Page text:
,4 • .•••••-7-••
Friday, September 6, 1985
THE DETROIT JEWISH NEWS
We've been in
this business for
a Long Time ...
ciency replaced "heart" in
Jewish fund raising? Horowitz
says no, his critics say it's an
issue, and Silberman suggests a
wait and see approach.
The author is, as he concedes,
less reticent in attacking what
• he identifies as shoddy, mis-
leading scholarship. As updated
material about American Jewry
kept on coming in to Silberman
— some still unpublished — he
was astonished, and gratified, to
find that some of his more op-
timistic hunches, especially on
intermarriage and fertility, were
being borne out to an unex-
pected degree by newly verifi-
able facts. He has worked out a
simple, generally accepted model
for projecting national trends
from available data.
the business of
making your most
tested use of the 32 percent
figure because "the margin of
error and the nature of the
weighting system would be too
great," Silberman explained.
Even so, Dr. Robert Gordis,
writing on Jewish demography
in Midstream, cited the NJPS
figure, adding, "I know of no
convincing refutation." Says
Silberman:4,k That's a fascinating
reflection of American Jewish in-
sistence on pessimism."
Was he completely surprised
to discover such discrepancies in
widely quoted figures?
"I was somewhat suspicious,
but I had no reason to question
the data at first. Yet it did occur
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10 CREATE ITS FRESHEST COFFEE EVER,
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"When the scholarly data
coincides with your journalistic
instincts, it's nirvana," Silber-
man admitted. ."Data that con-
firmed judgements I had earlier
made as a journalist just became
available in the last six to 12
months — another reason for
delaying the book."
First of all,- said Silberman,
"our level of intermarriage is a
lot lower than has generally been
seen; it was about 24 to 25 per-
cent in 1981. There has been a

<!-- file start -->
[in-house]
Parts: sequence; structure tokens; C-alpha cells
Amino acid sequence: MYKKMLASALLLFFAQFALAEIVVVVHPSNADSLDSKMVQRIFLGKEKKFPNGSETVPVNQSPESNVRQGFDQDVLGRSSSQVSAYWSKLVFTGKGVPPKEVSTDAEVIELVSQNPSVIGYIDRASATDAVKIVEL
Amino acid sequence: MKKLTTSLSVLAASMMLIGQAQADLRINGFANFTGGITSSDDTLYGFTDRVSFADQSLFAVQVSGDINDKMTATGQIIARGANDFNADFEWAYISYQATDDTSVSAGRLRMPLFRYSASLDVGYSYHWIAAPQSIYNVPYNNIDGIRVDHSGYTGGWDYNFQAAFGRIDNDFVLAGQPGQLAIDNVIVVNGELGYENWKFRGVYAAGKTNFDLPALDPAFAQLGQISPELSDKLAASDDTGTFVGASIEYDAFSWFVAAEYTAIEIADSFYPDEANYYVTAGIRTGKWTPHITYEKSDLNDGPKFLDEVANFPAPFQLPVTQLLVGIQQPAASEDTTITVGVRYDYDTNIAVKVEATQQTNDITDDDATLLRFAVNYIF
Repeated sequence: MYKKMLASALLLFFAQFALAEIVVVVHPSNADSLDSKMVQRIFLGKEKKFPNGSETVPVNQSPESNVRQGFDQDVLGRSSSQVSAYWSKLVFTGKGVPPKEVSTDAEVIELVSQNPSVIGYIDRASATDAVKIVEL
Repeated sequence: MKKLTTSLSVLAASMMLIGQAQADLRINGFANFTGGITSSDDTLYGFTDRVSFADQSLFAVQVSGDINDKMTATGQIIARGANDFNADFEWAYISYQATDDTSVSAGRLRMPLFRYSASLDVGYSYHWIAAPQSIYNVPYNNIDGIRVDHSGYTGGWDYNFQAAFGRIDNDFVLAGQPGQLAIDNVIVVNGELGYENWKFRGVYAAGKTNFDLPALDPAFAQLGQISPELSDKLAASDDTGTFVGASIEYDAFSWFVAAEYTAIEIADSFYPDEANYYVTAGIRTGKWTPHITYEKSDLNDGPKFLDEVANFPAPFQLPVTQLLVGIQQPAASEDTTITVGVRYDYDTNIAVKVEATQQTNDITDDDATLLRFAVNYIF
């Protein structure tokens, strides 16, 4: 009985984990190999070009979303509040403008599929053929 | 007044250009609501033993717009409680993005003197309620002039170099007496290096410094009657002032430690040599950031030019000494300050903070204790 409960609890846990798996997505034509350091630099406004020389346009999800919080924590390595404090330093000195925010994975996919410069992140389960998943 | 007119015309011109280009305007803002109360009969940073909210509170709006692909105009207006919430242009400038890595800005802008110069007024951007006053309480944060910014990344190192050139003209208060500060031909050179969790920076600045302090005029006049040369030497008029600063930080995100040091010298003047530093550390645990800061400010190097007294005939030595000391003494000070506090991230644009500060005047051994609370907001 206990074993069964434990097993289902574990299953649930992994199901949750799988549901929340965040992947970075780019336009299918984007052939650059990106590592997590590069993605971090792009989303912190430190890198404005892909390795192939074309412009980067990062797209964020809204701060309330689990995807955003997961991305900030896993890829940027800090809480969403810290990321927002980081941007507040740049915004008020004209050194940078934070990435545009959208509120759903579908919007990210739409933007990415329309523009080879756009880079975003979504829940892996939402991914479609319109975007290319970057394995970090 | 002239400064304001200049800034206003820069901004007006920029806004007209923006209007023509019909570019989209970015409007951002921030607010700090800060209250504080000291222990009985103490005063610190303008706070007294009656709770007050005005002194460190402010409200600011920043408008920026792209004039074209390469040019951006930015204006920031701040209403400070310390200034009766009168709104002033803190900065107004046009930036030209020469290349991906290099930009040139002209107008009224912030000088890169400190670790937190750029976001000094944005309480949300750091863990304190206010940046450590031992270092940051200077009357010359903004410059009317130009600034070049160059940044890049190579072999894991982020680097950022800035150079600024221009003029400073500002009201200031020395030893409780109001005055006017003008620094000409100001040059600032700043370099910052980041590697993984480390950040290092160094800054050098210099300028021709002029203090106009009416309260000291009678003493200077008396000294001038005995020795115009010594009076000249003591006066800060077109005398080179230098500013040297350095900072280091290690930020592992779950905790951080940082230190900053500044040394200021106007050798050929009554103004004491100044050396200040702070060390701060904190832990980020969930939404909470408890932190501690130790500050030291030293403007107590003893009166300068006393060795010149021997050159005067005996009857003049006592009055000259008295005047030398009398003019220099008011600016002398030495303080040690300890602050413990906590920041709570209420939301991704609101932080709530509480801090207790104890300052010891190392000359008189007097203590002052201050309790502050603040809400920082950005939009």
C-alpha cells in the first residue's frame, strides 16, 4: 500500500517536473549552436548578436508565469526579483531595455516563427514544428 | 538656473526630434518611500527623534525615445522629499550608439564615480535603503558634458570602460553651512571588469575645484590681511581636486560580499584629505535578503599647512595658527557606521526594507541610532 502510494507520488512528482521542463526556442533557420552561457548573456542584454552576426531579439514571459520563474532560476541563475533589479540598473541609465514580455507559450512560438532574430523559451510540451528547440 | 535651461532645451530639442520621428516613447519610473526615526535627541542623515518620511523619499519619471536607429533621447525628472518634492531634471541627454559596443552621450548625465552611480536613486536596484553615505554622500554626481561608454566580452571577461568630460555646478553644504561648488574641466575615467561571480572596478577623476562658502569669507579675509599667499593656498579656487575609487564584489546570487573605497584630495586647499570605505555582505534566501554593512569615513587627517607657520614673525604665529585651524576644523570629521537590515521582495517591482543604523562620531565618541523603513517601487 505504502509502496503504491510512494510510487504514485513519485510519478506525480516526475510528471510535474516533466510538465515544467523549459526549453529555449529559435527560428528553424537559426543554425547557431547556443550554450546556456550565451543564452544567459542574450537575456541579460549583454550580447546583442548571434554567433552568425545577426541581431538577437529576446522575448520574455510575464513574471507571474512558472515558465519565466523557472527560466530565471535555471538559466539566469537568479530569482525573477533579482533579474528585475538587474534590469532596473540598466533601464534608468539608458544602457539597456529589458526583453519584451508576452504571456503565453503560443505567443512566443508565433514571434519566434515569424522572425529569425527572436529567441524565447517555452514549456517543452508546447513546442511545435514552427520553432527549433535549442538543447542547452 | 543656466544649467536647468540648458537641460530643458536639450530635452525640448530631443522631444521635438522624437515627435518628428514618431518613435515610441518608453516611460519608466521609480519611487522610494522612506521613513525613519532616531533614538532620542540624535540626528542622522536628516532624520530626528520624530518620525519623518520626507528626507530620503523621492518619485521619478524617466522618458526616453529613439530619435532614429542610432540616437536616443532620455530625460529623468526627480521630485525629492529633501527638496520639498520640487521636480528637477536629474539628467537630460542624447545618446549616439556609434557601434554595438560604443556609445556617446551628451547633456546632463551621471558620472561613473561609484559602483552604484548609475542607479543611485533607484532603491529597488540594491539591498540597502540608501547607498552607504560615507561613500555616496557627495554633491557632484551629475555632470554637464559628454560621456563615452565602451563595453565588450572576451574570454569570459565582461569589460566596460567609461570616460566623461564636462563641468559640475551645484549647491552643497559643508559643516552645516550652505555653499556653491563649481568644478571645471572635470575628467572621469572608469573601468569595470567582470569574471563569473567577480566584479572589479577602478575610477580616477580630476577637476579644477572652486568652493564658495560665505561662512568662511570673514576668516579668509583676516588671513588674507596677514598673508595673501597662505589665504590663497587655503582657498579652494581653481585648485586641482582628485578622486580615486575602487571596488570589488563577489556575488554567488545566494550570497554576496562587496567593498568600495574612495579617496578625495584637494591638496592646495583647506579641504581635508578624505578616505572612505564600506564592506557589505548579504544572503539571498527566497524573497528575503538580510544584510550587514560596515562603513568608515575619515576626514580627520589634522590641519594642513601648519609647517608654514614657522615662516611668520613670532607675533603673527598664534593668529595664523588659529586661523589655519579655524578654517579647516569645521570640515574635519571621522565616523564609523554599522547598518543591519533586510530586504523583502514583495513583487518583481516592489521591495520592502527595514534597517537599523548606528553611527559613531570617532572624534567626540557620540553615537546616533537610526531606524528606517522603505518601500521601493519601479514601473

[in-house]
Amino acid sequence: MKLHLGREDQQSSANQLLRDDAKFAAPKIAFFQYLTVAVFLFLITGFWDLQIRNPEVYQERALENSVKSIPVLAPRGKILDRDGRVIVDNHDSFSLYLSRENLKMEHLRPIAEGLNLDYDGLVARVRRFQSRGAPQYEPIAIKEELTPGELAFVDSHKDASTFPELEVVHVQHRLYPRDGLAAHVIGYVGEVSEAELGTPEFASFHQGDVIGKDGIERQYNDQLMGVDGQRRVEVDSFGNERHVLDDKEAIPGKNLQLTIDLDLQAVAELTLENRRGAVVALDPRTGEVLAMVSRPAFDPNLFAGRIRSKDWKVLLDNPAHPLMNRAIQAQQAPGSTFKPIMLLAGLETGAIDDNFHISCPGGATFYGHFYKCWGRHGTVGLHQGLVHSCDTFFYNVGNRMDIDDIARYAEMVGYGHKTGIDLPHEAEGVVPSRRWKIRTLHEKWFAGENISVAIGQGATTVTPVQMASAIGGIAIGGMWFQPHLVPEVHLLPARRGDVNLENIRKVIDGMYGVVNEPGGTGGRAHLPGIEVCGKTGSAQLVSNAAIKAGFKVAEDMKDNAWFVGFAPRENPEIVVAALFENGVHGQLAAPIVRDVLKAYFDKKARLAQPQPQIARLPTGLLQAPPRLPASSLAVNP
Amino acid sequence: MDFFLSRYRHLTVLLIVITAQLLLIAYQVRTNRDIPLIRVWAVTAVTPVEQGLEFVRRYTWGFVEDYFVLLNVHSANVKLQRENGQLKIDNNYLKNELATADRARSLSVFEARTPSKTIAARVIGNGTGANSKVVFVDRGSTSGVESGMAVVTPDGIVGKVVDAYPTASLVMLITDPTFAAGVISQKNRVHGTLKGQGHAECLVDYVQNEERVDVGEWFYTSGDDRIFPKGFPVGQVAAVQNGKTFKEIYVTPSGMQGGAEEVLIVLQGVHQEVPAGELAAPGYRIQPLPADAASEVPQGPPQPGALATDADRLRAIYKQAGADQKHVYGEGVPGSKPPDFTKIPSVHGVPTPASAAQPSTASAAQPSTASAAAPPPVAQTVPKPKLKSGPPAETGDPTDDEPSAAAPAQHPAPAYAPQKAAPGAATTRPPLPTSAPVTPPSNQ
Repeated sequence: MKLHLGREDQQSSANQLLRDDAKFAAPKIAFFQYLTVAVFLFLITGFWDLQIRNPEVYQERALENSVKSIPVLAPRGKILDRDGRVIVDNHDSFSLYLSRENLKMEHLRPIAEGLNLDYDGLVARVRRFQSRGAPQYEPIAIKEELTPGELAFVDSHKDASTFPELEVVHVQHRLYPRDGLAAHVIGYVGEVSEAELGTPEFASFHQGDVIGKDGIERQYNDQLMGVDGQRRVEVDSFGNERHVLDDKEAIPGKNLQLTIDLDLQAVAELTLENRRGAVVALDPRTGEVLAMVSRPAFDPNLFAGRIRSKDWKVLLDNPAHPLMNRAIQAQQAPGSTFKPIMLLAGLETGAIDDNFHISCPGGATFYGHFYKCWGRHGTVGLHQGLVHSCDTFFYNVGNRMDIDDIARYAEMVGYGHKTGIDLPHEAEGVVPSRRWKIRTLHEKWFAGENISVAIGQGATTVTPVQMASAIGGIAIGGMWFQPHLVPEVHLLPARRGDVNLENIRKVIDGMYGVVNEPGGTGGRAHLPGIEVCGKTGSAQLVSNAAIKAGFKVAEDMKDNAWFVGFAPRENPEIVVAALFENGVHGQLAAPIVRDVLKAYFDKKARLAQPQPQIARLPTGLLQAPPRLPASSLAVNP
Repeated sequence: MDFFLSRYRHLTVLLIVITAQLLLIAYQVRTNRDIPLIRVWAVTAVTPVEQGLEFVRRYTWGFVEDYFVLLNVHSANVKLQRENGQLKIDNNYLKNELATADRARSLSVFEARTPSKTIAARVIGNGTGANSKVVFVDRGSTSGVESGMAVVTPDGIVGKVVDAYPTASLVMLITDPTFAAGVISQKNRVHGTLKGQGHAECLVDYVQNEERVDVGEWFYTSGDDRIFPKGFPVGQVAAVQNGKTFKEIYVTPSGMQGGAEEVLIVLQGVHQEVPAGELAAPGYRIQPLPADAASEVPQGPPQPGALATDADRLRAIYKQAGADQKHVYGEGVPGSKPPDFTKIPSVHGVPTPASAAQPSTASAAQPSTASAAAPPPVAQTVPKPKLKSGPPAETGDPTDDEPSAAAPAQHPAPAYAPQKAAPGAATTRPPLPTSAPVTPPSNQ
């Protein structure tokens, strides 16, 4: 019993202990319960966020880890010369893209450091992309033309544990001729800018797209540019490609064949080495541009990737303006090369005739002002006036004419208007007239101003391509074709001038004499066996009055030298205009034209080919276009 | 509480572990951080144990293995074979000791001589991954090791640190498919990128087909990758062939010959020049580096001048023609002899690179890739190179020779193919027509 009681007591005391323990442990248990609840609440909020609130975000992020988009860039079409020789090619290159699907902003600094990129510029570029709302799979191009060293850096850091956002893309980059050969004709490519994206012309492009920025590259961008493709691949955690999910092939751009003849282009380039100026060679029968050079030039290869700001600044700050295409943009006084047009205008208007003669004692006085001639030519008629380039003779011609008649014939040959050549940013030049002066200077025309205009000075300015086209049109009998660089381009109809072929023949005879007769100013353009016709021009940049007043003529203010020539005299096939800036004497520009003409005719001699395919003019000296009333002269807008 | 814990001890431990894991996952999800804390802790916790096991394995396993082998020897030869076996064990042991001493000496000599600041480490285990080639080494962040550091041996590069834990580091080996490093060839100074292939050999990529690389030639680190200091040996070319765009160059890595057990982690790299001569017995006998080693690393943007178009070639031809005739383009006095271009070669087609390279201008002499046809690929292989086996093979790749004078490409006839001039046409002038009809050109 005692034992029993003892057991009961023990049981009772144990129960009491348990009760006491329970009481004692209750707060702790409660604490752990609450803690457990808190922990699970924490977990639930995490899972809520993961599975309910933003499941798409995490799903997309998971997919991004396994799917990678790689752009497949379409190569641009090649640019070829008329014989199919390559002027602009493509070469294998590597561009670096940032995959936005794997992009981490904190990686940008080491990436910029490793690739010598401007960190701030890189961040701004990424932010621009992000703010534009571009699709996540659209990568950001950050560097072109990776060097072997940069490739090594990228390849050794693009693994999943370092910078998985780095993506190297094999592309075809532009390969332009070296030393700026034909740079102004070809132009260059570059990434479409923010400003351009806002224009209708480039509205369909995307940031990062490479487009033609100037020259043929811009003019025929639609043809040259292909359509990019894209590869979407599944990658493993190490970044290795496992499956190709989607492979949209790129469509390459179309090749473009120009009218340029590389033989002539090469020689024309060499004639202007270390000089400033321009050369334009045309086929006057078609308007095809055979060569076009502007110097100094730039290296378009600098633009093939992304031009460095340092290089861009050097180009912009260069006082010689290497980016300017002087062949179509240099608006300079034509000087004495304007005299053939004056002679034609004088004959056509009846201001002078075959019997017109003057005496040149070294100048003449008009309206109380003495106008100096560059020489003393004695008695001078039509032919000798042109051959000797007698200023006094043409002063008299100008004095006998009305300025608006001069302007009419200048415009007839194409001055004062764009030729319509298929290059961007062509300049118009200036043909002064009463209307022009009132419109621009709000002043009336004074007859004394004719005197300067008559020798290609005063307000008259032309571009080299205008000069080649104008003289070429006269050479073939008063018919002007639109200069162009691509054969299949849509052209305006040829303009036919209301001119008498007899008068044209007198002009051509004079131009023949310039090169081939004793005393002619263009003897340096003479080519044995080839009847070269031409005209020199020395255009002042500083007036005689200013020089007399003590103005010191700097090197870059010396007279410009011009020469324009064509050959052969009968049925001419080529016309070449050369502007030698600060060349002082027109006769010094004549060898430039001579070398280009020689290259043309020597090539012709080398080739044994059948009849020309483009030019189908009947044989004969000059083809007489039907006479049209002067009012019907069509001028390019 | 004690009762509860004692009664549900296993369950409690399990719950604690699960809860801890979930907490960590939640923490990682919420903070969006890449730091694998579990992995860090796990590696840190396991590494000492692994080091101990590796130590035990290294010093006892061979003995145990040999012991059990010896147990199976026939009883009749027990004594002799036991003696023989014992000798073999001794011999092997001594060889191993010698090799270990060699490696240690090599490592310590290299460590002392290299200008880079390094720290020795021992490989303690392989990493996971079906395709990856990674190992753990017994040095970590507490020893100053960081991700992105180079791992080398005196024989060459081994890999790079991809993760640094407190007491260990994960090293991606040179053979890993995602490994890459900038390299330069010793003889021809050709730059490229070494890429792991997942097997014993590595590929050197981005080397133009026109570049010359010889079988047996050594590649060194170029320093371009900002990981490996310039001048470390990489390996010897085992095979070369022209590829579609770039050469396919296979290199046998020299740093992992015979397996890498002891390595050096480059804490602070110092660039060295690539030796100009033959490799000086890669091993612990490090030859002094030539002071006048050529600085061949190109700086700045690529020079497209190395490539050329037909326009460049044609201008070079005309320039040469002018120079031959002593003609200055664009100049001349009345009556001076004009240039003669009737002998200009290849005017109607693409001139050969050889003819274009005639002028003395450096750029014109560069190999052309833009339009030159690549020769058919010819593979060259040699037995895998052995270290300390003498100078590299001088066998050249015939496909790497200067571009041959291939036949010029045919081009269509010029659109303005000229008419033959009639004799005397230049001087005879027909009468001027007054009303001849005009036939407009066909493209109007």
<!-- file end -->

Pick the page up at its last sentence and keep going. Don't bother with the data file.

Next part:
rise of about Gne percentage
point per year since 1971, but
there are indications that the in-
crease has about run its course
and may be stabilizing."
It's not that problems of inter-
marriage don't exist, but the ac-
tual figures are far, far below the
40-60 percent firgure that has
commonly been bandied about.
"Yes, intermarriage has increas-
ed, but it hasn't gone through
the roof," Silberman , said.
"One figure on which all pro- ,
jections had been based had
been the National Jewish Popu-
lation Survey (NJPS) in 1977,
which said that intermarriage
had jumped to 32 percent be-
tween 1966 and 1977. It turns
out that that figure had been
to me that the 32 percent figure
made no sense. What that figure
was saying was that in a ten
year period, intermarriage had
increased five and a half times.
Human behavior just doesn't
change that radically that quick-
ly. It just defies human com-
The same thing was true in
terms of the Jewish birthrate.
"When I was lecturing a few
years ago," Silberman recalled,
"I used to start by - saying, 'I
have good news and bad news.
The good news is that aftvival
of Jewish religious and cultural
4t „ life is in progress. The bad news
is that there might not be
enough Jews around to sustain
"I was wrong," he said.
There was indeed a change in
the Jewish birthrate in the 1960s
and 1970s. People abruptly
postponed the time at which
they married and the time at
Time is the enemy of all things fresh.
And, of course, ground coffee is no
Recognizing that freshness is fleeting,
Maxwell House set out to cut down the
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doing so, they have successfully created
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which they had children. A
statistical "quirk," tnuse Silber- "
Demographers have always
assumed that when childbirth is
postponed, there will be fewer
children. Demographers during
the past decade have therefore
been predicting a Jewish fertili-
ty rate of between 1.2 and 1.5
children per couple, but it didn't
out that way. Women who
based on only 83 cases nation-
wide. Bernard Lazerwitz, the - waited until 30 or later to have
children had them quickly
demographer in charges of their
NJPS sampling, formally pro- • Continued on next page
THE STORY SO FAR. 7fI L
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